Donald Trump

Women In Central PA Reflect On A Year Of Trump

Jan 5, 2018
Penn State professor Jonathan Brockopp and Webster's Bookstore Cafe owner Elaine Meder-Wilgus hold up signs by the Allen Street Gates.
Katie DeFiore / WPSU

It's been about a year since Donald Trump took office. For some women in Central Pennsylvania it's been a very difficult year. Cindy Simmons caught up with a few of them for WPSU.

Refugee Ahmad Issa plays with his children.
Daniel Sonnentag

The Centre County Refugee Welcome Committee is stuck in a holding pattern.

The committee, which includes eleven religious groups, had hoped to be helping a refugee family settle in Centre County this year, according to member Penny Eifrig.

Penn State professor Jonathan Brockopp and Webster's Bookstore Cafe owner Elaine Meder-Wilgus hold up signs by the Allen Street Gates.
Katie DeFiore / WPSU

State College locals protested Wednesday against the GOP’s attempts to repeal the Affordable Care Act. Around 15 people held up signs outside the Allen Street Gates.

Webster’s Bookstore Café owner Elaine Meder-Wilgus held a sign shaped like a tombstone. She said she’s seeing a lot of misinformation on the Affordable Care Act.

Central Pennsylvania Residents on Proposed Senate Healthcare Bill

Jul 11, 2017

Rural areas in Pennsylvania helped secure the state for Donald Trump in the 2016 presidential election.

However, a good deal of opposition to the healthcare bill Republican Senators are now struggling to push through can be found in the conservative areas surrounding State College. 

In the fall of 2016, Centre Hall’s Pennsylvania Avenue was lined with signs in support of Donald Trump.

82-year-old David Corl lives just off that main street. He was a lifetime Republican, but recently changed parties.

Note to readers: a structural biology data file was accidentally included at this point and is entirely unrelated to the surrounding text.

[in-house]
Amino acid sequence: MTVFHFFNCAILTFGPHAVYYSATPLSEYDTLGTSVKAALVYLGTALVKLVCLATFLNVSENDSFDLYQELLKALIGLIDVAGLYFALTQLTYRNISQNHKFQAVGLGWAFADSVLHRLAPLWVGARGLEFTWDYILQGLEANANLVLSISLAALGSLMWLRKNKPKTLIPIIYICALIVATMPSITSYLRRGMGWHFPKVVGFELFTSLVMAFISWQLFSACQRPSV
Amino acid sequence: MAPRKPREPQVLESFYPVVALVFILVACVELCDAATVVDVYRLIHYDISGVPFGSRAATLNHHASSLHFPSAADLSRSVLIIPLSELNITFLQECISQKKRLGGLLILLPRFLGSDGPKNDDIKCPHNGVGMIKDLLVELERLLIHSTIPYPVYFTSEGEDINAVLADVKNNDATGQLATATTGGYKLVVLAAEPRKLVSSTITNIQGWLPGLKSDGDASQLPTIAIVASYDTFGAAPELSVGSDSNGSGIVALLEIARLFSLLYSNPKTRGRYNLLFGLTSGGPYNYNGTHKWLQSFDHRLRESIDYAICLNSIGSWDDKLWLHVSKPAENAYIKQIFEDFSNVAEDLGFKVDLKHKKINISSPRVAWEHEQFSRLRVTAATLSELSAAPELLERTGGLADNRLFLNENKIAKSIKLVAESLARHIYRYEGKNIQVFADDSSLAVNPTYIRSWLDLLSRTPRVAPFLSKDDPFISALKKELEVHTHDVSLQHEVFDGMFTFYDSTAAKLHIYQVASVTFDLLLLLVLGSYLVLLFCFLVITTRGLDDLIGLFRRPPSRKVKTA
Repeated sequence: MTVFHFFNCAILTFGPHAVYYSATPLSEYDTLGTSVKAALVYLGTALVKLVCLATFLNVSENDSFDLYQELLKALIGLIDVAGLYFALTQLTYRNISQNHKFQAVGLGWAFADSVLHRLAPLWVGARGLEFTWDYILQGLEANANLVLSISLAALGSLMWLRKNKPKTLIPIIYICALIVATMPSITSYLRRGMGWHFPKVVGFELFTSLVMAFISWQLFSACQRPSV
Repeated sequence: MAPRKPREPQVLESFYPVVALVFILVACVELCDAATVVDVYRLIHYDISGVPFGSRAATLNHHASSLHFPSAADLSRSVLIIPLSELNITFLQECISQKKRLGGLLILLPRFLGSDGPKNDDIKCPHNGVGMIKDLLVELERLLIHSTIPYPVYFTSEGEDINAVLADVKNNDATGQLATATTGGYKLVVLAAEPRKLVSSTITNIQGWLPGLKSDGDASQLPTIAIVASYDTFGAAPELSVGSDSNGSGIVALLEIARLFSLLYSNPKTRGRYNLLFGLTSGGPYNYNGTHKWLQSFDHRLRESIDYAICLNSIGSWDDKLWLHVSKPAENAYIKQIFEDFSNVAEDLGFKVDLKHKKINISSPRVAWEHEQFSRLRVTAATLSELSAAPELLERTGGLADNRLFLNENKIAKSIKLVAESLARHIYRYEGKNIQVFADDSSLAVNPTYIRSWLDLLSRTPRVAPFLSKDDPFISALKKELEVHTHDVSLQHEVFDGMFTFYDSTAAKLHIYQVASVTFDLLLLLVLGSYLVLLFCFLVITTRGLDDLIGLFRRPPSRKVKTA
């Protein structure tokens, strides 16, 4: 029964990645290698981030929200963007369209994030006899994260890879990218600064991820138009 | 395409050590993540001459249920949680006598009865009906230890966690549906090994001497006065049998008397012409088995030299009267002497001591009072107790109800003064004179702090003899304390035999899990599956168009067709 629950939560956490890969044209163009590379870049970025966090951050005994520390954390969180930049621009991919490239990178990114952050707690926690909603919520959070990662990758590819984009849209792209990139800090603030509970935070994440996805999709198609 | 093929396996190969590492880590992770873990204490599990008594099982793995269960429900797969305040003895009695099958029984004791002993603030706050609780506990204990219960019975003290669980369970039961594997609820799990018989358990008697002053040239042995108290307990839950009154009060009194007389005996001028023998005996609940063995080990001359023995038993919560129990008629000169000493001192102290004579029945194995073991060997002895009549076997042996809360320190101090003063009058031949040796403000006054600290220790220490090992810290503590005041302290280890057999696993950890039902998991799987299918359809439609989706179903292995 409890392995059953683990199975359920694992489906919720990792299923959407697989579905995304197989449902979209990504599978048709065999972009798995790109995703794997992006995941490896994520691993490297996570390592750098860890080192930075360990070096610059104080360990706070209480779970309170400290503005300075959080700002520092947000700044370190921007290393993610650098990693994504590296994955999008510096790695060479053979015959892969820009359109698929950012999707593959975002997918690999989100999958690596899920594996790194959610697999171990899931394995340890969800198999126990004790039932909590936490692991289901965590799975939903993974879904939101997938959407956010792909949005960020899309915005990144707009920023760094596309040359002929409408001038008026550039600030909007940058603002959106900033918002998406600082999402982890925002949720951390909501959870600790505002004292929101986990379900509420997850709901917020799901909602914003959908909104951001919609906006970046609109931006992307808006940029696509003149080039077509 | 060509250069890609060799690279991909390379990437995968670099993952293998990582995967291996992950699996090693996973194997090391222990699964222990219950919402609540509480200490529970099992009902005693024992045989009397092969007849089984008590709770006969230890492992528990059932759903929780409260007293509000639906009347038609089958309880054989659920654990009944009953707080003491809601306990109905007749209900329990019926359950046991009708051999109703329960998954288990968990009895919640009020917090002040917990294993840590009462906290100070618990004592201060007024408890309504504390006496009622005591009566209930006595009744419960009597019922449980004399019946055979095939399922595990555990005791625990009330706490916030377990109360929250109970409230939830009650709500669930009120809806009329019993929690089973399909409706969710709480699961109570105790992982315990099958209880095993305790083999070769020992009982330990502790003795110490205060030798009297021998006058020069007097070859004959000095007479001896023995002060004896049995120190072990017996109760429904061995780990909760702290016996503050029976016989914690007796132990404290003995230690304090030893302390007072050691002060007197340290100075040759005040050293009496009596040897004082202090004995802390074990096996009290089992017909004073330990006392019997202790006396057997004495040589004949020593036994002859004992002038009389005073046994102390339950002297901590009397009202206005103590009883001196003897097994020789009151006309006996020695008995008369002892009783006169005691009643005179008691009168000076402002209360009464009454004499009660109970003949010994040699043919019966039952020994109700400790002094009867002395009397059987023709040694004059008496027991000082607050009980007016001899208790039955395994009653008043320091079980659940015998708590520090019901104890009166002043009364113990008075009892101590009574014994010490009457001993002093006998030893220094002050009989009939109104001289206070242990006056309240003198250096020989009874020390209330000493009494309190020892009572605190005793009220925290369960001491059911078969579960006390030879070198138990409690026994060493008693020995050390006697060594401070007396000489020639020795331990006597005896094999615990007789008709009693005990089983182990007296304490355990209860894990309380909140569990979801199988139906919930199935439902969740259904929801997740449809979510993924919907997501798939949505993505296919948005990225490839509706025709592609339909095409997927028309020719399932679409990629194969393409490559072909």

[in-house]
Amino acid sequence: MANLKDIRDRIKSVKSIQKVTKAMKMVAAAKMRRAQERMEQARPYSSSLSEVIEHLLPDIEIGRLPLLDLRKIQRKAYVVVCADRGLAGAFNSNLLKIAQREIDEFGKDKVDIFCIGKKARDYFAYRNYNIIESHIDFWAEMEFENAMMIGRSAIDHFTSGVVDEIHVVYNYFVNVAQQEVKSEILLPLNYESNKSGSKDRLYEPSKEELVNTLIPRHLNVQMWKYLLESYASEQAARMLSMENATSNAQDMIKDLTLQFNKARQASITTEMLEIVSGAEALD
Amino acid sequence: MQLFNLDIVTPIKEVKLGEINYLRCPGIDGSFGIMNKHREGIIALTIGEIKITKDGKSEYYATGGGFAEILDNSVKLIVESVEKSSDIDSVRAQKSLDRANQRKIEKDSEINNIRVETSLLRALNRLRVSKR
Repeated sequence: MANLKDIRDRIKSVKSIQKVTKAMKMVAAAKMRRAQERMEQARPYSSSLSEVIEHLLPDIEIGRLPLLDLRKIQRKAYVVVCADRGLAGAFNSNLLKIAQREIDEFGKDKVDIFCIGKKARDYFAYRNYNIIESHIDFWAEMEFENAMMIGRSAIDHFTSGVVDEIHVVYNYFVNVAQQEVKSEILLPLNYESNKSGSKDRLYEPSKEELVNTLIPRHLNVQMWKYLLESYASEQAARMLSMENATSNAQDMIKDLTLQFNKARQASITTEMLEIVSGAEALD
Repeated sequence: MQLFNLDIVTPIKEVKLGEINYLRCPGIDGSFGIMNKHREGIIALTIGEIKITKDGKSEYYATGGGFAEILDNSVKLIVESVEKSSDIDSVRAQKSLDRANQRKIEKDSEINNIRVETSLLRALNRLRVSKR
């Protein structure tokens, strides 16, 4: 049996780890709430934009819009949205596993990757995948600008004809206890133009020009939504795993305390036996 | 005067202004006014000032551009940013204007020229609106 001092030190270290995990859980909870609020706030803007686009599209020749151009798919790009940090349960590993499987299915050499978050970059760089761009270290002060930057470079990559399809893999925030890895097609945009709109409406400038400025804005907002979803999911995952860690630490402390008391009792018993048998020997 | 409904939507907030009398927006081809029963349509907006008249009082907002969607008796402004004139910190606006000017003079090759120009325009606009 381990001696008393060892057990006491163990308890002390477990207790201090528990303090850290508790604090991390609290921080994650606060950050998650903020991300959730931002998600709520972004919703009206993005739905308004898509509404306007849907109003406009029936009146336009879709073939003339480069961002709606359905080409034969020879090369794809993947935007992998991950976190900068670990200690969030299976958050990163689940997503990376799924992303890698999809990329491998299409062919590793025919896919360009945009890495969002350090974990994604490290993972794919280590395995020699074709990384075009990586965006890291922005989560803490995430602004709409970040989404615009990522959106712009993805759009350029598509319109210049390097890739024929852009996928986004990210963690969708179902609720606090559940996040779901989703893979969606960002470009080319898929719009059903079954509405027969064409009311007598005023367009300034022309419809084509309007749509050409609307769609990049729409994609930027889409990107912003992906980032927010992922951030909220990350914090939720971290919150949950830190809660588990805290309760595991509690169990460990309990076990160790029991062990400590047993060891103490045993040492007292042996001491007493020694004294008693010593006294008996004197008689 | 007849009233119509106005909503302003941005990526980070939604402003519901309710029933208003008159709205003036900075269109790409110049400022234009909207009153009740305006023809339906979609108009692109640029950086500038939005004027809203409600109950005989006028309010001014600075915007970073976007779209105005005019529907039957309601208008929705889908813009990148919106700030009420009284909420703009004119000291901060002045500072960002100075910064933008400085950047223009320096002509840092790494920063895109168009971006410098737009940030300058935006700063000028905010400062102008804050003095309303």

Trump saluting
Getty Images

President Trump has signed a revised executive order, once again barring travel to the United States from six majority-Muslim countries and suspending the U.S. refugee program. It's similar to the president's January order that was blocked by the Ninth Circuit Court of Appeals. But this latest order leaves Iraq off the list of barred countries. The White House cites more cooperation with the Iraqi government in vetting people who apply for U.S. visas. The latest order also specifically states that it does not apply to legal permanent U.S. residents or current visa holders.

President Trump will address a joint session of Congress for the first time on Tuesday evening at the Capitol, around 9:00 PM Eastern Time. The address comes a day after Trump gave an outline of his budget plan for Congress, which would increase defense spending and make cuts to domestic programs. Following tradition, House Speaker Paul Ryan invited the president to make the speech to lay out his agenda in the early days of his new administration.

Donald Trump
Mark Wilson / Getty Images

President Trump held a news conference in the East Room of the White House on Thursday.

In an event arranged the same morning, he first announced his new pick for Labor Secretary, Alexander Acosta, a law school dean and former US Attorney. He made an extended opening statement in defense of his administration, trumpeting accomplishments and blasting his critics and the news media. He then opened the floor for questions, which lasted more than an hour.